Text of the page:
I attended a performance of a local theater production featuring local kids ages 13 to 17 who had attended a summer camp that culminated in this weekend’s musical. At the end of Saturday night’s show, the camp director, who doubles as a local schoolteacher, presented their senior graduates; these are the students who graduated high school last May and are preparing to enter college in a few weeks.
There were five seniors recognized. The first two were planning to pursue degrees in the performing arts, and thunderous applause ensued after the director’s congratulations. The third student, a female, chose to enter the University of Oklahoma majoring in engineering. I missed the comment the director/teacher made about her choice of career, but the tone didn’t have the encouragement the other students received. The not-so-thunderous applause came from my seat and a few others. The last two students also received loud applause from the audience as they were also planning on careers in theater.
What are we missing here? The director and the audience reward a student who participates in music theater for several summers and then decides to study it further in higher education, but a student who decides a STEM field is more attractive to her is not?
Is it a symptom of the Midwest attitude that women should follow more traditional career choices, including the chosen path of the director (Unfortunately some 30 plus years after earning my degree, I’m disappointed this mind-set still exists.)? I listened to a sociology professor from OU recently as she talked about the state of women in Oklahoma. She said even at OU that women were often advised to pursue careers in sociology, nursing and education. Her own peers steered women away from STEM fields. Low paying fields as employees of the state await these aspiring, talented women.
I’m not discounting the women who chose those fields or who will choose those fields in the future. Educating women, starting very young, to learn of all of their available career choices is important.
Some disconcerting statistics from the Oklahoma Commission on the Status of Women 2010 report (http://women.library.okstate.edu/countyreport/docs/fullreport.pdf):
- 25% of women over the age of 15 are divorced or widowed
- The median annual income for full-time working-women in Oklahoma in 2008 was $35,600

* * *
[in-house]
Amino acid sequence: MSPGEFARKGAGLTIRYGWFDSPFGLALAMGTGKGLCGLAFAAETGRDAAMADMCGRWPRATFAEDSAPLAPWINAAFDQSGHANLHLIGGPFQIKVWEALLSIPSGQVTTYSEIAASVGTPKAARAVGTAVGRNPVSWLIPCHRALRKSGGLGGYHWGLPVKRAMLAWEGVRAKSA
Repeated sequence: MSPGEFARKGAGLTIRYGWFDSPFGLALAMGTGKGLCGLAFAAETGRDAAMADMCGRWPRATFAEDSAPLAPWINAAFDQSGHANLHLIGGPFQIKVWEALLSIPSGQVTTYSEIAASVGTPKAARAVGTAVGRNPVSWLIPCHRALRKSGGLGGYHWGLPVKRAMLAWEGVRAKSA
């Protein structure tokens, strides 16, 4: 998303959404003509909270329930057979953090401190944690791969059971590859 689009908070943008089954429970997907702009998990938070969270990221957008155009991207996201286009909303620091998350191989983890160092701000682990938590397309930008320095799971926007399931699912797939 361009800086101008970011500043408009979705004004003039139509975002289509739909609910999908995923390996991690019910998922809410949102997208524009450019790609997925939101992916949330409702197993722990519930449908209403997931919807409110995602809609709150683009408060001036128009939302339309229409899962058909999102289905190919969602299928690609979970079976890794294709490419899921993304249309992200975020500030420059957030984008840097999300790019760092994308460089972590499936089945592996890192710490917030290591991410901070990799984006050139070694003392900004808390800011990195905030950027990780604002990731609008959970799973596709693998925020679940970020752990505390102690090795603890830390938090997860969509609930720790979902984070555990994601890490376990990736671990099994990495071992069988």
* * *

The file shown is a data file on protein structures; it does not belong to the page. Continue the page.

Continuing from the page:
- Oklahoma is ranked 45th in the nation for the proportion of women in the labor force employed in professional and managerial occupations. Women are significantly more represented in educational professions, nearly tripling the amount of men in these fields, and in healthcare practitioner occupations.
- An Amnesty International report listed Oklahoma as one of the worst places for female healthcare, with one in four being uninsured.
- One out of every seven women in Oklahoma lives below the poverty line, ranking Oklahoma 41 out of 50 states for women ages 18 and older living in poverty.
Oklahoma is also number one in the incarceration of women. (http://www.doc.state.ok.us/offenders/ocjrc/94/940650c.htm) In this report it states: A brochure prepared by the Oklahoma Department of Corrections for a conference on women in prison in 1991 remarked that “Fifty-one percent failed to complete their education because they were bored or tired, and 34 percent failed to graduate because of pregnancy.”
What is the key to helping the state of women in Oklahoma? Increasing a girl’s self-worth by opening her young eyes to possibilities in careers of all sorts. Working with her parent or guardian to break a cycle of low self-esteem or substance abuse or state aid as a salary. I remember feeling embarrassed by the results of an eighth grade career interest test. My results were overwhelming for an operations research analyst. It had ‘male’ written all over it, although I hadn’t a clue what the job really entailed.
Industry partnerships with education are excellent ways to keep the boredom at bay as well. I’ve volunteered at robotics and math competitions for the company I work for. My complaint about these activities is that the kids have no idea that I’m an engineer. I’m sure the kids at the math competition thought I was a parent chaperoning the testing. More interaction is needed to inform the students, boys and girls alike, that pursuing a non-traditional career can be the right thing for them.
I’m wishing a lot of success for all of the theater kids, with an extra special helping for the lone engineering major. Standing in the middle of that theater proclaiming a non-traditional field of study shows me she’s already got the right stuff to succeed.